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  • Anne Cotterell

Engaging Our Capacity For Emotional Awareness

Ever tried to hide your emotions? Suppress them? Reject them? Not so easy hey! That’s because emotion is the energy-in-motion generated by our body when we create meaning about our lived experience. Emotion arises when what actually happens in our experience differs to our expectations, beliefs, assumptions and understanding of what we think should happen.


Yes! Because we create our meaning, we create our emotions. As adults, one of our greatest powers is to accept responsibility for our emotional experience. When we do this, we empower ourselves to choose what meaning we bring to any given situation and in doing so, we get to choose our emotional response.


To do this, requires emotional awareness, and a willingness to step into emotional discomfort. So what Is emotional awareness? Daniel Goleman, a pioneer in emotional intelligence, describes it as “the capacity for recognising our own emotions and those of others, for motivating ourselves for managing our emotions well in ourselves and in our relationships.”

Daniel is emphasising two key points. Firstly that emotional awareness involves connecting with our own emotional experience and secondly, that it requires our capacity to regulate a contextually appropriate and balanced emotional response.

It is difficult to support others to develop their emotional capacity, if we don’t give ourselves permission to accept and be with our own emotional experience. And because we are the mirror by which our children develop their capacity for emotional regulation, being able to communicate and relate with emotional awareness is key.

Leaning Into Difficult Emotions

We’ve learnt from our childhood experiences to categorise emotions as ‘good’ or ‘bad’, ‘acceptable’ or ‘unacceptable’, the emotions that buy us a positive response, love and appreciation, and those that have us fearing rejection and disconnection. We have many beliefs about our emotions and how they define us. When we identify with our emotional experience, we define ourselves accordingly. Since we live in a cultural age that values positivity, permitting ourselves to acknowledge and experience the ‘bad’, ‘unacceptable’ – difficult emotions, can feel vulnerable.


Yet all emotions are calling us to understand something deeper about ourselves, something about others. Every emotion has a positive intention that is calling for our attention, and despite this we spend a life-time building habituated avoidance strategies that lie largely outside of our conscious awareness.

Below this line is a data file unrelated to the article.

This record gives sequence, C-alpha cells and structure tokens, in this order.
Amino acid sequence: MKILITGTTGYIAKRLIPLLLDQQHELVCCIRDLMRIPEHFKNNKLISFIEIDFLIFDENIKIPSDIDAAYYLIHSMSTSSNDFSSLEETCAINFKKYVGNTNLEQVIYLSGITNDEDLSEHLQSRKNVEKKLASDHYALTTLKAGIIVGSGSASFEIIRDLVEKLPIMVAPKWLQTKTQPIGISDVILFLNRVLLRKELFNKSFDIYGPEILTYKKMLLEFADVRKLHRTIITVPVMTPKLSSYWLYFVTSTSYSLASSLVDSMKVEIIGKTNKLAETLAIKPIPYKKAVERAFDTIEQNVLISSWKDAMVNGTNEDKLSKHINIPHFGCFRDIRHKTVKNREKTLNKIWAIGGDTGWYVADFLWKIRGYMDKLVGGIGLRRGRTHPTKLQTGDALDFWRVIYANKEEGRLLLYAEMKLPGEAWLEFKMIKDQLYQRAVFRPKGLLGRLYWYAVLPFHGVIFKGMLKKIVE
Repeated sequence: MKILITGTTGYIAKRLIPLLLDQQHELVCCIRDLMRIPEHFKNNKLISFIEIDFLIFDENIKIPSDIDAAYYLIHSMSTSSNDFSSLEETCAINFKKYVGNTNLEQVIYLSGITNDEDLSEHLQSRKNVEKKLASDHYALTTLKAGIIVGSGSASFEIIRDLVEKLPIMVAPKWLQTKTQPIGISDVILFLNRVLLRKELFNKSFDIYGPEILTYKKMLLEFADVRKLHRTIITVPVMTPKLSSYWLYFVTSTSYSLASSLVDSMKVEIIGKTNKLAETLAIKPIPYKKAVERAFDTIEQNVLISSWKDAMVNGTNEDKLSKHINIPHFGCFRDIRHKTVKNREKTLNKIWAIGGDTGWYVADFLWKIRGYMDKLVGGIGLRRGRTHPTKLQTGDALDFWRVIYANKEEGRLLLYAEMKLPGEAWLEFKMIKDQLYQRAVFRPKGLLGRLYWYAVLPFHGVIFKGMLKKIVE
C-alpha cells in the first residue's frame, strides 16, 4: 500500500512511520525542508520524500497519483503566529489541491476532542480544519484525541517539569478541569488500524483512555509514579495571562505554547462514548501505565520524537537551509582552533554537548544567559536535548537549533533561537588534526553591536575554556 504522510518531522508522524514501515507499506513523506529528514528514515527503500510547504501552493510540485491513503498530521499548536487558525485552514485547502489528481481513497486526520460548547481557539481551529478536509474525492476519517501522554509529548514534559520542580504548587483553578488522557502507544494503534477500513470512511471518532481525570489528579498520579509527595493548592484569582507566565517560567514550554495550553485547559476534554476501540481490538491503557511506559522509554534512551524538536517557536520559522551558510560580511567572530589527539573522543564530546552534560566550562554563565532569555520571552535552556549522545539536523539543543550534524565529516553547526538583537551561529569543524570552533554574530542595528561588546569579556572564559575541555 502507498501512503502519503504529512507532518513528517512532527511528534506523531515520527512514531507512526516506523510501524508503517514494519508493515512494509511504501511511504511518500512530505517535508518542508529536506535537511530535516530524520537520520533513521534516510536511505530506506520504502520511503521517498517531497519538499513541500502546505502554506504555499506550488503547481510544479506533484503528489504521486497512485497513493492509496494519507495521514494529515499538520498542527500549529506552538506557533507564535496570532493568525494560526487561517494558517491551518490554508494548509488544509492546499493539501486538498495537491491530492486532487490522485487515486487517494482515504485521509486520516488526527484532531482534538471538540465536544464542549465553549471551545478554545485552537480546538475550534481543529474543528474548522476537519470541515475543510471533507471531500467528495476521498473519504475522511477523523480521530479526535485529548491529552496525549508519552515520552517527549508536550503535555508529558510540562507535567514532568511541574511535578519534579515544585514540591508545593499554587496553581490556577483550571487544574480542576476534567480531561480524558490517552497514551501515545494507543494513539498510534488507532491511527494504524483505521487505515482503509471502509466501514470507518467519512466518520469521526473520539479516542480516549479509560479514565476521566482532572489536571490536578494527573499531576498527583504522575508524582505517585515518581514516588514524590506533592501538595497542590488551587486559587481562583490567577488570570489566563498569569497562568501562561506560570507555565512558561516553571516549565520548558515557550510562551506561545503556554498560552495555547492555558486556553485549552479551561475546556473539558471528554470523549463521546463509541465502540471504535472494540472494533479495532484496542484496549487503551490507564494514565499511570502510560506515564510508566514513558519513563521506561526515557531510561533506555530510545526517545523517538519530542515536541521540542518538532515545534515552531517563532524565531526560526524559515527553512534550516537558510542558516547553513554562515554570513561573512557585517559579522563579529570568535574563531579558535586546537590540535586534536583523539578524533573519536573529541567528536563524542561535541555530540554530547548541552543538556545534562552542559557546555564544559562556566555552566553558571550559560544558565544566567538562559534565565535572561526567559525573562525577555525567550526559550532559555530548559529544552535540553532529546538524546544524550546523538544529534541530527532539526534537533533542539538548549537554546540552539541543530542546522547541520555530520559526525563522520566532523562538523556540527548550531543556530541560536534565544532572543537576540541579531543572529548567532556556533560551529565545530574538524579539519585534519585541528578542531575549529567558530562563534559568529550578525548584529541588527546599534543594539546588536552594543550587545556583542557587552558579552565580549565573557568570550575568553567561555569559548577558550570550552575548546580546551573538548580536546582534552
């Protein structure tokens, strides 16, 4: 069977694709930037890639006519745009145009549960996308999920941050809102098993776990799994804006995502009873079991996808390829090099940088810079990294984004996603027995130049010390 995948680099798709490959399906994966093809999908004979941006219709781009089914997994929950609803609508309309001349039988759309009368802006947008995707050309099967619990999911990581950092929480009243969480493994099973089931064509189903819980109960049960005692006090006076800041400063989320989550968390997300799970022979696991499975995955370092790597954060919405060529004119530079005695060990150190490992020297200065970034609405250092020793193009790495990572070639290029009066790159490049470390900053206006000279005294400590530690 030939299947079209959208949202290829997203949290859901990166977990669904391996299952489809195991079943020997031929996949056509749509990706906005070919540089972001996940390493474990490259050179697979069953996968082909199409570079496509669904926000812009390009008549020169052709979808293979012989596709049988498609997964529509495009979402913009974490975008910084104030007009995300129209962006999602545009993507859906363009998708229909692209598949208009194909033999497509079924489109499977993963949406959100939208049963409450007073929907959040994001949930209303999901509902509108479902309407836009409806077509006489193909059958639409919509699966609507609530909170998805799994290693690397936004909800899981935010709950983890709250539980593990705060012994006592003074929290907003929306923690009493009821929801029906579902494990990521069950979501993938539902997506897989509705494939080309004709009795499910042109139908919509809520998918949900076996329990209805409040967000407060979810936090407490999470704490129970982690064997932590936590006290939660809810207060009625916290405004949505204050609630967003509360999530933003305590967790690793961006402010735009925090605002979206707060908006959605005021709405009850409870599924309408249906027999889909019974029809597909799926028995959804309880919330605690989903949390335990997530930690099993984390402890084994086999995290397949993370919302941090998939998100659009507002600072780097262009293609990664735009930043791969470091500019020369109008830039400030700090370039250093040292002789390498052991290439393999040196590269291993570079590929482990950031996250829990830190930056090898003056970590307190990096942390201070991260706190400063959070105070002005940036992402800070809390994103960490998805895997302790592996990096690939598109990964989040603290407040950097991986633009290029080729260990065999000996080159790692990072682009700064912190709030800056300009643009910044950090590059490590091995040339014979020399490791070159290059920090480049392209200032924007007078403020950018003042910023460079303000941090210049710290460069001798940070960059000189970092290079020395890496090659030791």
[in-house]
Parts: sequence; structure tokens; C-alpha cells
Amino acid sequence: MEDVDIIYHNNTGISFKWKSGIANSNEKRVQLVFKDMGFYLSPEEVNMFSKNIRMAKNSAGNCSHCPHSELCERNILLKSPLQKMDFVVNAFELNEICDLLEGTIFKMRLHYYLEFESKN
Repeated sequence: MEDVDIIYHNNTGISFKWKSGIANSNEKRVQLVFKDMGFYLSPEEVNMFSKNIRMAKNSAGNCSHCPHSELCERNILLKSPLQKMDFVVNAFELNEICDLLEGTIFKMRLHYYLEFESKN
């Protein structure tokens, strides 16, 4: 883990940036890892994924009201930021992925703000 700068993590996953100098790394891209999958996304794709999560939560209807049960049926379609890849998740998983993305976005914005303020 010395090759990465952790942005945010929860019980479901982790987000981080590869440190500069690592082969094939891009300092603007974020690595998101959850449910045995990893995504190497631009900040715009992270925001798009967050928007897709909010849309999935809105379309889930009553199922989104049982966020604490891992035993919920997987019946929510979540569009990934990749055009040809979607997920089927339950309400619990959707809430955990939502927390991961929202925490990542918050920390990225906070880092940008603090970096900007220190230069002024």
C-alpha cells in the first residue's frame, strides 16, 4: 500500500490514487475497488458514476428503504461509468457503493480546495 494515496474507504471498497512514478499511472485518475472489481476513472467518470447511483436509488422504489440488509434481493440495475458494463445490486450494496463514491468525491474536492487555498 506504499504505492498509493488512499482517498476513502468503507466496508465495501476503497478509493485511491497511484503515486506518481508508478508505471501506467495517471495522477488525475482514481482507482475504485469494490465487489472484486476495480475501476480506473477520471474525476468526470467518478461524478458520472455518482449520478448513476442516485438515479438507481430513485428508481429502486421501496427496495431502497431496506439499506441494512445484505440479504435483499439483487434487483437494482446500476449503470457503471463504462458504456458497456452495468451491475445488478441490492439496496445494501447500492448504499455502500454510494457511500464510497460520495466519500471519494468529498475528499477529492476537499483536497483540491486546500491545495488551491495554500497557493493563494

The paradox here is that trying to control our experience of difficult emotions inevitably has us feeling out of control and experiencing less from living. When we numb ourselves to one emotion, we numb ourselves to all of them since all emotions follow a common neural pathway for their expression. We embody the symptoms of stress, tension and overwhelm that result from not paying attention to our emotional experience.


Yet, paying attention to and bringing acceptance to our internal experience - leaning into emotional discomfort, is a pathway to a healthier, calmer and balanced existence. When we permit ourselves to accept all emotions, we learn to listen to ourselves and inquire into our own experience bringing greater understanding and compassion for ourselves and others.


The deep understanding that emotional awareness provides, gives us greater propensity to influence, relate and connect with others with compassion and empathy. It enables us to navigate uncertainty and stress and in doing so build resilience and inner calm.


When we give ourselves permission to experience what we call ‘difficult’ emotions, we open our hearts to awareness, understanding, acceptance and compassion for what we experience within ourselves and in others. We teach ourselves and our children that ‘we have emotions’, but ‘we are not our emotions’. We embrace emotional experiences as opportunities to learn, influence and connect deeply.